Machines, Modeling, and Measurement
...Dimensional Measurement and Mathematical Error Modeling for Machine Tools... 

Copyright 1998-2004 Jimmie A. Miller


The purpose of a machine tool is to move a tool (or workpiece) along a specified path relative to a workpiece (or tool) in order to perform a tool-related manufacturing process such as material removal. However, due to machine controller dynamics, machine component errors, process effects, and ambient effects, the tool deviates from the prescribed path. These deviations result in manufacturing errors in the associated workpiece, which may cause the part to be out-of-tolerance. Performing adequate dimensional metrology on the machine can give an estimate of the positioning and spindle errors that can be attributed to and consistently expected from the machine. Proper machine tool metrology can be used as a the foundation of a model  for correcting a machine for deterministic positioning errors.


The carriages or stages of a machine tool are components which provide movement between a probe or tool and a workpiece. The carriages are generally constrained by guideways which limit motion in any direction other than a specific linear or angular path of travel. The location along the remaining 'free' path is then constrained by an actuator, often a motor-driven ballscrew/nut combination which positions the carriage to a given encoder determined location. However, the motion of the carriages are not ideal. Indeed, as a carriage is moved, there are undesirable accompanying rotational errors and  translation errors (such as straightness errors) due to manufacturing imperfections of the stages (ways) and the encoder's scales.

Consider two rectilinear coordinate systems, attached to a linear carriage and frame respectively. As the carriage is moved, these two systems can rotate, by small angles, with respect to each other in three dimensions. Additionally, the origins of the systems can be displaced by small amounts with respect to one another in the two dimensions perpendicular to the ideal carriage path. These two small linear displacement errors are due to the guideway imperfections. Additionally, a third small displacement error along the ideal path is due to manufacturing errors, and thermal expansion of the scale and other machine components, such as the ballscrew. So, for each single carriage, we have error motions in six degrees of freedom, three rotational and three linear. With multiple stages, there are squareness errors associated with the mechanical alignment of the stages with respect to each other.

Ideally, we would like to describe the  workpiece mounting surface (such as a carriage's table) in terms of the coordinate system associated with the support. However, if the table or other mounting structure is not a rigid body and capable of deforming during positioning over the carriage's working range, then that deformation must be modeled and taken into account when describing the surface or workpiece in its associated coordinate system. It may be practically impossible to provide such a model if the table or carriage's deformation characteristics change with workpiece weight and location. In order to get an estimate of the rigidity of the table, a table bending check measurement is often performed before other associated metrology.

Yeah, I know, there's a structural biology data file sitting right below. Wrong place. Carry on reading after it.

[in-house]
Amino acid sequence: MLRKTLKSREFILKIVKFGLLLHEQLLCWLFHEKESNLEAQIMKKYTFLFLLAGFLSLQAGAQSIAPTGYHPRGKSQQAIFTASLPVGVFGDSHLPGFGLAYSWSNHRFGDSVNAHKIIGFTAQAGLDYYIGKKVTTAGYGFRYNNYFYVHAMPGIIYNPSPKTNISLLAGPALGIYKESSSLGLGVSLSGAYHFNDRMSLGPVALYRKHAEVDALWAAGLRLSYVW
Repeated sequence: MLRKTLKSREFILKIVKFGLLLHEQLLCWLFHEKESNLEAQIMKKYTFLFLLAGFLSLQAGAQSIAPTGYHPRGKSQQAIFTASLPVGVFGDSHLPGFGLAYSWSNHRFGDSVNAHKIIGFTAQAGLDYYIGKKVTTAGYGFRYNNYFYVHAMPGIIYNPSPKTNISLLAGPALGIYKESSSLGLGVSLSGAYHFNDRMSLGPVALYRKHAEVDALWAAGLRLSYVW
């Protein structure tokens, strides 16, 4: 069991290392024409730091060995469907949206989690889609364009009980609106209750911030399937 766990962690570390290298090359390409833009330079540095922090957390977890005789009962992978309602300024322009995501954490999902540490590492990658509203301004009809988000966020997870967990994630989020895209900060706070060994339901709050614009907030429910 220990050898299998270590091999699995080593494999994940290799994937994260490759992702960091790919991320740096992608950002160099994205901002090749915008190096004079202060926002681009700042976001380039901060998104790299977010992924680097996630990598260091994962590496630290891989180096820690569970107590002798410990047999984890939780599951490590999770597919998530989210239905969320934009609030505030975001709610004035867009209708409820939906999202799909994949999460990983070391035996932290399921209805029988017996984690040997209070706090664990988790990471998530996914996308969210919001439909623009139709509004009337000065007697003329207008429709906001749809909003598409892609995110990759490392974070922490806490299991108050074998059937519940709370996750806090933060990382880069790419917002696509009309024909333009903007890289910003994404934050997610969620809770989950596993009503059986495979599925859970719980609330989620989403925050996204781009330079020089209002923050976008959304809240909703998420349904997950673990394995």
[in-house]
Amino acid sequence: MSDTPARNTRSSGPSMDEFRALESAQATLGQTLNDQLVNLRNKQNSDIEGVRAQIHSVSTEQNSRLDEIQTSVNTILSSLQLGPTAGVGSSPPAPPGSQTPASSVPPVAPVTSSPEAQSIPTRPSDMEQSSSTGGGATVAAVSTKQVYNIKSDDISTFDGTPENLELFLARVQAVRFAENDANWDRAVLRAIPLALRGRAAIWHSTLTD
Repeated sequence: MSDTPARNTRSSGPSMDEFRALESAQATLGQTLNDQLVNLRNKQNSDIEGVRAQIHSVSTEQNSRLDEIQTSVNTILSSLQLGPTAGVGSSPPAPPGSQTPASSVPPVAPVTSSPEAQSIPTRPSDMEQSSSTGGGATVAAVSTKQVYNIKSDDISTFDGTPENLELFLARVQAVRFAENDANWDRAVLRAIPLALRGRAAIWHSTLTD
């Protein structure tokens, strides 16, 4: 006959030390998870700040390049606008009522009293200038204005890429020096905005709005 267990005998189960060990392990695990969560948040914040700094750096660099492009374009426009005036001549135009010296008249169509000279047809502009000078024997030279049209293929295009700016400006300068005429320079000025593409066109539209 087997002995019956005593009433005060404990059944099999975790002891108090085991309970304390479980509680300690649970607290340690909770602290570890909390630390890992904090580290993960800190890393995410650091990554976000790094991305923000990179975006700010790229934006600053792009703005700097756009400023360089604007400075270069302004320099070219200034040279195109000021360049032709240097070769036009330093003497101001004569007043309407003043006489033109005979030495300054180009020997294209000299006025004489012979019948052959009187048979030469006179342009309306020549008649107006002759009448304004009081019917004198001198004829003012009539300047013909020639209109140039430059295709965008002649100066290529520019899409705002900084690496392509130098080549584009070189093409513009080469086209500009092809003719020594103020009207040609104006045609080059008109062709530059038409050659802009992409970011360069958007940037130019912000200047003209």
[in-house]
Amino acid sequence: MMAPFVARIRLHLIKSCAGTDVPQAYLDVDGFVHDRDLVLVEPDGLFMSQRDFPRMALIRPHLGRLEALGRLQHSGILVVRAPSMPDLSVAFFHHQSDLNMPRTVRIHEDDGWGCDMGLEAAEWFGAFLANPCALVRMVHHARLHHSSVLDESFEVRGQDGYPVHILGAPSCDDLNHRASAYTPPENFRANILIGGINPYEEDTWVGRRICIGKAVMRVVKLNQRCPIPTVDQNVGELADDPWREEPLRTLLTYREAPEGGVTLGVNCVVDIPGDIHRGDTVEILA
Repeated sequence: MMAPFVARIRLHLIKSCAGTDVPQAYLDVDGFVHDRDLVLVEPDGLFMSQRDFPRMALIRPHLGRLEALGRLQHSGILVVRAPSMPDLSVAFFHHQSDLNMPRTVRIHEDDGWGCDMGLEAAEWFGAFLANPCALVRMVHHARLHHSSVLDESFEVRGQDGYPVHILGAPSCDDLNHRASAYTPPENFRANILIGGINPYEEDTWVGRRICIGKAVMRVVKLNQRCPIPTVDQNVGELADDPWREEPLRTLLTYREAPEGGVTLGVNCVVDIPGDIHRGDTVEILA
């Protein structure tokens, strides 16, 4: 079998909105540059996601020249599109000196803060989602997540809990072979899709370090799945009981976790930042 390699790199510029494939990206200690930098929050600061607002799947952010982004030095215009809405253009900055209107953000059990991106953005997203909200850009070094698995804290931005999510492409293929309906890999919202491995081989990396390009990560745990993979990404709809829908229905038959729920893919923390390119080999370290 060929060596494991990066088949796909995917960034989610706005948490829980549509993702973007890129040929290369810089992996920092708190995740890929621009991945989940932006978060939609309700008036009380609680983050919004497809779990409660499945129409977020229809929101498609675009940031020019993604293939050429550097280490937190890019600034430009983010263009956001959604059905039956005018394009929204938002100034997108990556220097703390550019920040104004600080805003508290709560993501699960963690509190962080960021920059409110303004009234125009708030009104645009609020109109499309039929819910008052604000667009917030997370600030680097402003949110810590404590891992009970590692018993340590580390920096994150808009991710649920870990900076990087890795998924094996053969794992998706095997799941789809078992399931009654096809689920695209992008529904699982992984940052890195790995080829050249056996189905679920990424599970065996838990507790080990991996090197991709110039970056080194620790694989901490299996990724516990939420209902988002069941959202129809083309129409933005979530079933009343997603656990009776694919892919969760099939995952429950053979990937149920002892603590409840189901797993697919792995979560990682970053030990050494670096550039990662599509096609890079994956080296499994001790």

The displacement volume over which a machine is capable of positioning and using a tool or probe is known as its working range. The total working range of a machine is usually constrained by software (softstops) and/or electronic limit switches for each carriage. The range can be determined from specifications in the operators manual or by moving the carriages to their software or hardware limits of their range of travel and noting the reported machine coordinates. The actual working range may be smaller than the specifications due to machine add-ons such as a supertable. Be aware that the range for a given carriage may be a function of the position of another carriage. This is particularly true for machines with tables that are parallel to the spindle or probe axis such as a horizontal machining center. The actual range of a given carriage may also be greater than the working range since a carriage may allow motion to accommodate a tool changer. The range can be reported using two or more descriptors such as (xRmin, yRmin, zRmin, ...) to (xRmax, yRmax, zRmax, ...) which include the numerical maximum and minimum  machine coordinates   after homing. Be sure that the units are included (mm, inch, degrees...) All stages (linear, rotary, etc.) should be included. There could conceivably be multiple stages for a given direction. Each should be distinctly differentiated and described. If there are no mechanical or electronic constraints, choose a safe operating range that poses no operator or machine hazard.